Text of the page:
A more specific object of the invention is the provision of an electrical control system of this type including timing means operating conjointly with the operating parts or organs of the sewing .machinefor efiecting'a complete button sewing operation, that is, to automatically perform a series of operating steps, upon initial operation of a manual starting switch by the operator, in such a manner as to sequentially effect the first group of stitch- Q es, stop the machine, break and remove the thread, re-

ing cycle.

In order to carry the invention into effect 'and to achieve these objects and results, the control circuit 'according to the invention includes suitable electrical delay or timing means in order to cited the desired sequence of operating steps. More particularly, after the operation of the manual starting switch to initiate a complete button stitching cycle, the subsequent operating steps are fully automatic and continuous and under the control of a pair of switching devices cooperating and synchronized with the adjusting movement of the starting lever or the like for starting :and stopping the machine, on the one hand, and the lever for lifting 'and depressing the work or button clamp of the machine as well a'sthe thread extracting means, in the manner described "in greater detail hereafter.

The foregoing and ancillary objects, as we'll as novel aspects and features of the invention, will be better understood from the following description taken in reference to the accompanying drawings, forming partof "this specification and wherein:

.l is a general isometric view of a button sewing machine embodying novel control means in accordance with the invention;

Fig. 2 is a partial isometric view on 'a larger scale of the machine of Fig. 1, viewed at an angle from the rear and shown with parts broken away to reveal the inside construction of the machine;

Fig. 3 is another partial isometric front view of the machine shown with the cover removed'to indicate the thread extractor and stitch forming mechanism; and V Fig. 4 is a wiring diagram of the electrical control system according to the invention.

Like reference numerals identity like parts throughout supporting arm or bed '16 and an upper arm 17 termina'ting in a head 13. Mounted within thelatter'i's "a reciproeating needle for cooperating .with the stitch forming mechanism, in a manner further described in "the following.

Rotatably mounted upon the standard 15 is a'eontr'ol disc or cam 19 arranged in driving connection with the main drive shaft of the machine not visible in the drawing. The transmission ratio between the disc 19 and the drive shaft is so chosen that the disc performs .a single revolution during a full two-cycle operation, that is, during both groups of stitches for sewing a single four-hole button.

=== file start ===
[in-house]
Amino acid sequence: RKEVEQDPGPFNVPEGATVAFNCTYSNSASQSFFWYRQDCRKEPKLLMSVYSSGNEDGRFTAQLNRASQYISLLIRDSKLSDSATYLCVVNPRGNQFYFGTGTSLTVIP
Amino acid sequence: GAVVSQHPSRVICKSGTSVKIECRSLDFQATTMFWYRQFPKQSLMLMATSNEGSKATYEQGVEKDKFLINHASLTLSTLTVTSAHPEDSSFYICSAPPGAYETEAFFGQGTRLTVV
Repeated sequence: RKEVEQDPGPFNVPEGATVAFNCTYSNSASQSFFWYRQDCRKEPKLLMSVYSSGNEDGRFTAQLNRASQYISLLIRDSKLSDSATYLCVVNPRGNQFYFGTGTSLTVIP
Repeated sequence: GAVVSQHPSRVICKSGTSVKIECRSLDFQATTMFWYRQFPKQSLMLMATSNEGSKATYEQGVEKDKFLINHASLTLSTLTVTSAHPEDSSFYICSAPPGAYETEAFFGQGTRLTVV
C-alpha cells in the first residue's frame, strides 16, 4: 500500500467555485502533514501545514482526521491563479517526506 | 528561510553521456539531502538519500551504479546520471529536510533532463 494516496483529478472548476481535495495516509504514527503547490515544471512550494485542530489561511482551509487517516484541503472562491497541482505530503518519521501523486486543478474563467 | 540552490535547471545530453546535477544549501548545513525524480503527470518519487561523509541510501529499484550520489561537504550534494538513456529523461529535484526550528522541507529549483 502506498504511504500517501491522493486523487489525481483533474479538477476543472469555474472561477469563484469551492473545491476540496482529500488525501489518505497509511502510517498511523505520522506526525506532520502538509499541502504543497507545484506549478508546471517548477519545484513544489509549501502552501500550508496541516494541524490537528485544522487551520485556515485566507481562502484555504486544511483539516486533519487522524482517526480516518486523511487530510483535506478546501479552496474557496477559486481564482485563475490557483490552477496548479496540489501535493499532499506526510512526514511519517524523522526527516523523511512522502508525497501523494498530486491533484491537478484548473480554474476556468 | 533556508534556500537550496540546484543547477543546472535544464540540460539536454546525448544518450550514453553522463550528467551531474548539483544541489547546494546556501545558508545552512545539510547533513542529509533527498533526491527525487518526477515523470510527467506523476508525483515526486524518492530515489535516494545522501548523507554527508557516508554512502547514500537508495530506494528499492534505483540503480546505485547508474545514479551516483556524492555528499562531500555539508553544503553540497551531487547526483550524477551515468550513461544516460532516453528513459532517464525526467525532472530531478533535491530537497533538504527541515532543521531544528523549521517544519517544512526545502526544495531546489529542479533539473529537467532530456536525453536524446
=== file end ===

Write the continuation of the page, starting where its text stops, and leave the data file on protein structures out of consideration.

The cam 19 is formed atone point of its periphery'with a notch or depression 21 which in the inoperative or rest condition of the machine '13 assumes the position F33 shown in Figs. 1 and 2. "Cooperating with the *cam 19 by engaging the peripheral rim thereof is a roller or cam follower 23 being rotatably secured to one end of a double-arm work clamp lift lever 22. The lever 22 is fulcrumed about a pin 24 secured to the arm 17 and has its opposite end (not visible in the drawing) connected to the button or work clamp 25, in such a manner that the clamp 25 is lifted when the cam follower 23 engages the depression 21 of the cam 19 and that the clamp 25 is released or depressed upon the fabric or work, when the clamp follower 23 engages the peripheral rim of the cam 19. In the latter case the clamp engages the arm 16 or the work thereon under spring pressure, in a manner well known and understood by those skilled in the art.

Mounted upon the underside of the table top 11 is an electric motor 26 which is connected to an idler pulley 28, Fig. 2, through a driving belt 27 in the inoperative position or condition of rest of the machine. Upon starting the machine, the belt 27 is shifted to the driving pulley 31 by means of a belt shifter 29. The belt shifter is in turn actuated by the starting lever 32 which is rotatably supported upon the standard about a shaft 33. The lower portion of the starting lever 32 is furthermore connected to one of the arms of an angular shifting lever 34 pivoted about a shaft 35. The other arm of the shifting lever 34 has connected to it the end of a chain 36 whose opposite end is attached to the magnetic armature or plunger of an electromagnetic solenoid 37 mounted underneath the table top 11.

' Secured to the head 18 of the machine, Fig. 3, is an oscillating member 38 arranged for lateral movement and carrying a reciprocating needle bar 39 to which is secured a needle 41. The needle cooperates in a known manner with the looper 42 and auxiliary looper or loop former 43 of the stitch forming mechanism and mounted below the bed 16 for effecting a series of single chain stitches, in a manner well known to those skilled in the art.

a In order to automatically stop the machine after each stitching group or cycle, there may be provided in a known manner a further control disc or cam mounted on the side opposite from the cam 19 and which also serves to control the reciprocating movement of the needle bar 38 as well as the backward and forward shift of the work clamp 25 for effecting the two groups of stitches in sewing a four-hole button. This control disc which is arranged to make a single revolution during a double operated cycle, similar to the disc 19, may be provided at its periphery with diametrical projections or cams which actuate a two-arm lever serving to retain the starting lever 32 in the coupled position upon actuation of the shifting lever 34. One of the cams of the control disc serves to release the starting lever 32 to stop the machine after completion of the first group of stitches while the other cam serves to release the starting lever and stop the machine after sewing of the second group of stitches. These and other known details of construction may be varied in accordance with the design and type of machine used and have been omitted from the drawings as being immaterial for the understanding of the present invention.